PH-Japan ties reach 'golden age' under Duterte admin, says Kishida

Published November 17, 2021, 9:45 PM

by Ellson Quismorio

Bilateral relations between the Philippines and Japan reached its “golden age” under the Duterte administration.

President Rodrigo Duterte (Malacañang photo)

This was among Japanese Prime Minister Kishida Fumio’s remarks during his telephone conversation with President Duterte on Wednesday, Nov. 17.

In a statement Wednesday night, Malacañang bared that the two heads of state have renewed their commitment to “further deepen the Strategic Partnership between the Philippines and Japan”.

During their talk, Duterte congratulated Kishida on his election, as well as the Government of Japan on the success of the Tokyo Olympics and Paralympic Games.

The Philippine leader also recalled Kishida’s visit to Davao in August 2016 when the latter paid a courtesy call as the Japanese foreign minister. Prime Minister Kishida was the first foreign minister received by President Duterte.

“Japan is unrivaled among our bilateral partners,” said Duterte, as he acknowledged Japan’s support for the administration’s Build, Build, Build program; the peace process and grassroots development in Mindanao; and the ongoing transition process of the Bangsamoro Autonomous Region.

Duterte said Japan has shown that it is “indeed a friend closer than a brother” through its timely assistance to the Philippines’ coronavirus disease (COVID-19) pandemic response and recovery efforts.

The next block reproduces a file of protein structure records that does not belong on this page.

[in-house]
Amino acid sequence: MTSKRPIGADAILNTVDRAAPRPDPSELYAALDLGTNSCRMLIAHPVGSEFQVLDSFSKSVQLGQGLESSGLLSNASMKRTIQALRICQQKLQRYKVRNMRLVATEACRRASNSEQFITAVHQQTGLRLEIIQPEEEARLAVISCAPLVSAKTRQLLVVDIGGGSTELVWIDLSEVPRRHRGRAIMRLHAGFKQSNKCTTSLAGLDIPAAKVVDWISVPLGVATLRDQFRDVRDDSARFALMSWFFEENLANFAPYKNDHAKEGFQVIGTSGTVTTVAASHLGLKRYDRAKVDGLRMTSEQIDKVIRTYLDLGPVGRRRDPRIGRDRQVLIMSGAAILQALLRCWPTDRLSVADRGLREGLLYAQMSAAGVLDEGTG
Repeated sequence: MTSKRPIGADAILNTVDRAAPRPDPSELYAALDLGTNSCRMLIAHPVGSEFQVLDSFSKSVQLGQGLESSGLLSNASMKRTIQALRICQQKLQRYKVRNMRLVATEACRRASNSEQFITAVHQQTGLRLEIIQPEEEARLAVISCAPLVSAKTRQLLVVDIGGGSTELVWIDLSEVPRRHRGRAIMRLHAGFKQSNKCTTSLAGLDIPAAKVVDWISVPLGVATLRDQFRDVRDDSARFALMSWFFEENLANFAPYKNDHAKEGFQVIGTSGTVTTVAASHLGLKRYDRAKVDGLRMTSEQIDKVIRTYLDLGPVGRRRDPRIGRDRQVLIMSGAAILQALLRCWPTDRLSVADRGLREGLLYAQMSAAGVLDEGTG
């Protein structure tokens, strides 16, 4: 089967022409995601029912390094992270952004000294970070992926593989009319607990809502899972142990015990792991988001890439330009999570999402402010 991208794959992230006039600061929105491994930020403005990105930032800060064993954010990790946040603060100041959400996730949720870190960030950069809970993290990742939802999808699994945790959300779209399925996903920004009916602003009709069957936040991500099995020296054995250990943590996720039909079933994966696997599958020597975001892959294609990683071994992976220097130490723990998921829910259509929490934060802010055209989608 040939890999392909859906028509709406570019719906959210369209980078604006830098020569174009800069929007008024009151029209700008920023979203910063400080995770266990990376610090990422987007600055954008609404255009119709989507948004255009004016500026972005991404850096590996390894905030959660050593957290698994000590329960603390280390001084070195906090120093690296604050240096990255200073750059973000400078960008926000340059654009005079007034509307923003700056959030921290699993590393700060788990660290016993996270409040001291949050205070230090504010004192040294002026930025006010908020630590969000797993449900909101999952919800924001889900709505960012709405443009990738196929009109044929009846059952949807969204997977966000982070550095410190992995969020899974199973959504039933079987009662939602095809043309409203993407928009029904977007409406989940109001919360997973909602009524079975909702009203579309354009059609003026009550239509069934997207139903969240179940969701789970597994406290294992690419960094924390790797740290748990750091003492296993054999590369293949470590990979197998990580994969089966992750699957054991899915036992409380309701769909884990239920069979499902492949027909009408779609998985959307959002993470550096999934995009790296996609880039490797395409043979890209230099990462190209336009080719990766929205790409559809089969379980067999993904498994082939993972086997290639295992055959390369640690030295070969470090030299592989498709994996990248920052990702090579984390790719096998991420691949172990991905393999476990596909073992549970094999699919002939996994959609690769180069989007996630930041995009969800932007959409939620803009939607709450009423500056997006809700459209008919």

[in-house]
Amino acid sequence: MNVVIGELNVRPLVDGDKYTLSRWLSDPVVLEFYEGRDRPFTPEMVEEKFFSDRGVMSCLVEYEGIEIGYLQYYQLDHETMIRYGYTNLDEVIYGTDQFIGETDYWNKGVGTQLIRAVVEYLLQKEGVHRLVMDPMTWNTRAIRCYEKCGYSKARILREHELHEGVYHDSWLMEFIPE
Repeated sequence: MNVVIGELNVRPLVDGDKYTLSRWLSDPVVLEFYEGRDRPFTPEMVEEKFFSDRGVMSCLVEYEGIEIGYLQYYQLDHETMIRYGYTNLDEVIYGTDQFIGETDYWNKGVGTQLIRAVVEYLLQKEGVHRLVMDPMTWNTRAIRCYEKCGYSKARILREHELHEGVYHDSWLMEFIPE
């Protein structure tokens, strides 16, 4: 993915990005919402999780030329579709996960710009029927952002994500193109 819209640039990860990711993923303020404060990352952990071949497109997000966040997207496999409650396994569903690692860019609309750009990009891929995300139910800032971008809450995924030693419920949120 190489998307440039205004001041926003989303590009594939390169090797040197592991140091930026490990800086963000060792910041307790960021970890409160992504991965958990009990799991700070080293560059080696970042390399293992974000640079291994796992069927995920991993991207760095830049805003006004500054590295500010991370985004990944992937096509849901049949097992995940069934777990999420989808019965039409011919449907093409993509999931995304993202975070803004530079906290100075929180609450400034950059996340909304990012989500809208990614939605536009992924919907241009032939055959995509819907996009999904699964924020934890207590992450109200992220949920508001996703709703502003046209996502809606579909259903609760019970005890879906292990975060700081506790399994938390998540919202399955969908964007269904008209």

Duterte also said he looks forward to the successful implementation of projects and activities aimed at enhancing Philippines-Japan cooperation in maritime security, particularly maritime domain awareness, maritime connectivity, and preservation of the marine environment.

For his part, Kishida said Philippines-Japan relations have indeed reached its golden age under President Duterte’s tenure. He said Japan will continue supporting the Philippines’ peace and development agenda in Mindanao; the Build, Build, Build program; and efforts to combat the COVID-19 pandemic.

(Photos from Unsplash)

Kishida also conveyed his government’s readiness to further strengthen Philippines-Japan partnership in maritime security, including by supporting the upgrading of the country’s maritime law enforcement capabilities.

The two leaders agreed that it is high time for the Philippines and Japan to pursue deeper security engagement and coordination by launching a foreign and defense ministerial meeting or 2+2 meeting.

They also agreed to undertake an exchange of visits at a mutually agreed time to further reaffirm the Philippines-Japan partnership and personal friendship.

They likewise exchanged views on regional developments and multilateral issues, including the South China Sea issue, the situation in Myanmar, and the Korean Peninsula and non-proliferation.

The Philippines and Japan celebrate two milestones this year – their 65 years of normalized diplomatic relations and their 10 years of Strengthened Strategic Partnership.

Duterte will step down from Malacañang on June 30, 2022.